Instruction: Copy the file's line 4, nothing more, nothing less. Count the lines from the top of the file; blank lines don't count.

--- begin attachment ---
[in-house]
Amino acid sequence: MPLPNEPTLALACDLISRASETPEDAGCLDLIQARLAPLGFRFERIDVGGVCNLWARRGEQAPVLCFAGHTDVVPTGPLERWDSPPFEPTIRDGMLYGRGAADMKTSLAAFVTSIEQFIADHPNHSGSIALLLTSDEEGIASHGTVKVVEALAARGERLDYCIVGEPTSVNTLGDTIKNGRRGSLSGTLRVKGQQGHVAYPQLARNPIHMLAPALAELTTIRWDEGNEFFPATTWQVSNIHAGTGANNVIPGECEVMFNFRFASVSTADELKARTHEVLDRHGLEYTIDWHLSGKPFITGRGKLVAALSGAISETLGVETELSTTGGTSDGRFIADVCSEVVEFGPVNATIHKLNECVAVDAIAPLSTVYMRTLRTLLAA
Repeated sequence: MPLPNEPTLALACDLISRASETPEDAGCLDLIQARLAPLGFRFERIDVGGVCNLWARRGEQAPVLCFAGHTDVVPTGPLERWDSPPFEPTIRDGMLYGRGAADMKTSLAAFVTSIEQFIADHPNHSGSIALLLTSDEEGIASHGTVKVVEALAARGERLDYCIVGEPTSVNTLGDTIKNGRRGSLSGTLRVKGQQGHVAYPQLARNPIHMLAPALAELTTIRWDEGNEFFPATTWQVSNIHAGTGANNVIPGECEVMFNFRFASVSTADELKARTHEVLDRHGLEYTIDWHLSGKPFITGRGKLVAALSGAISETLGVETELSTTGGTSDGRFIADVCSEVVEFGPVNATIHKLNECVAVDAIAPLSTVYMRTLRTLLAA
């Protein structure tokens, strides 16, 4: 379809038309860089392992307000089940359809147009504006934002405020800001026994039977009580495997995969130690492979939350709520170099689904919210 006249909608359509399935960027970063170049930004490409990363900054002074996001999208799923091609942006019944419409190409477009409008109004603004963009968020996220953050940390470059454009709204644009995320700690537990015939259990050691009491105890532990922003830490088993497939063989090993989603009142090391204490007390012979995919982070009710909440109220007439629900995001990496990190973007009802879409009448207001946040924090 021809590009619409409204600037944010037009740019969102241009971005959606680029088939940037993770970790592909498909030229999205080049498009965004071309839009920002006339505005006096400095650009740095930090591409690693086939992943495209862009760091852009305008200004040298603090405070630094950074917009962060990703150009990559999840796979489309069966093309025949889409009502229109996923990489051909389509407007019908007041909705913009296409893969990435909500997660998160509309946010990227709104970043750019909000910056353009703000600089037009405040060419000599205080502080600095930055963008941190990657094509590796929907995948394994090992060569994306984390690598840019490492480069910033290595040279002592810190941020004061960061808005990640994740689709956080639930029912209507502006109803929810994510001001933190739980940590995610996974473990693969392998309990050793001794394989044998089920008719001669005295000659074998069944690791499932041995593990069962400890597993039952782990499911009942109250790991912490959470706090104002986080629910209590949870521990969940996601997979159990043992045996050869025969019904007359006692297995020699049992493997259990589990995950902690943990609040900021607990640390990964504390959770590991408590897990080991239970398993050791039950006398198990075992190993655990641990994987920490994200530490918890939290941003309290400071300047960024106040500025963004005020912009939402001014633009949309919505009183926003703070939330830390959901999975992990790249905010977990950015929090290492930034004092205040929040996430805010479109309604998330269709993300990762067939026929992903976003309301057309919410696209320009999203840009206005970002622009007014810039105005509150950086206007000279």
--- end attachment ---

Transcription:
């Protein structure tokens, strides 16, 4: 379809038309860089392992307000089940359809147009504006934002405020800001026994039977009580495997995969130690492979939350709520170099689904919210 006249909608359509399935960027970063170049930004490409990363900054002074996001999208799923091609942006019944419409190409477009409008109004603004963009968020996220953050940390470059454009709204644009995320700690537990015939259990050691009491105890532990922003830490088993497939063989090993989603009142090391204490007390012979995919982070009710909440109220007439629900995001990496990190973007009802879409009448207001946040924090 021809590009619409409204600037944010037009740019969102241009971005959606680029088939940037993770970790592909498909030229999205080049498009965004071309839009920002006339505005006096400095650009740095930090591409690693086939992943495209862009760091852009305008200004040298603090405070630094950074917009962060990703150009990559999840796979489309069966093309025949889409009502229109996923990489051909389509407007019908007041909705913009296409893969990435909500997660998160509309946010990227709104970043750019909000910056353009703000600089037009405040060419000599205080502080600095930055963008941190990657094509590796929907995948394994090992060569994306984390690598840019490492480069910033290595040279002592810190941020004061960061808005990640994740689709956080639930029912209507502006109803929810994510001001933190739980940590995610996974473990693969392998309990050793001794394989044998089920008719001669005295000659074998069944690791499932041995593990069962400890597993039952782990499911009942109250790991912490959470706090104002986080629910209590949870521990969940996601997979159990043992045996050869025969019904007359006692297995020699049992493997259990589990995950902690943990609040900021607990640390990964504390959770590991408590897990080991239970398993050791039950006398198990075992190993655990641990994987920490994200530490918890939290941003309290400071300047960024106040500025963004005020912009939402001014633009949309919505009183926003703070939330830390959901999975992990790249905010977990950015929090290492930034004092205040929040996430805010479109309604998330269709993300990762067939026929992903976003309301057309919410696209320009999203840009206005970002622009007014810039105005509150950086206007000279």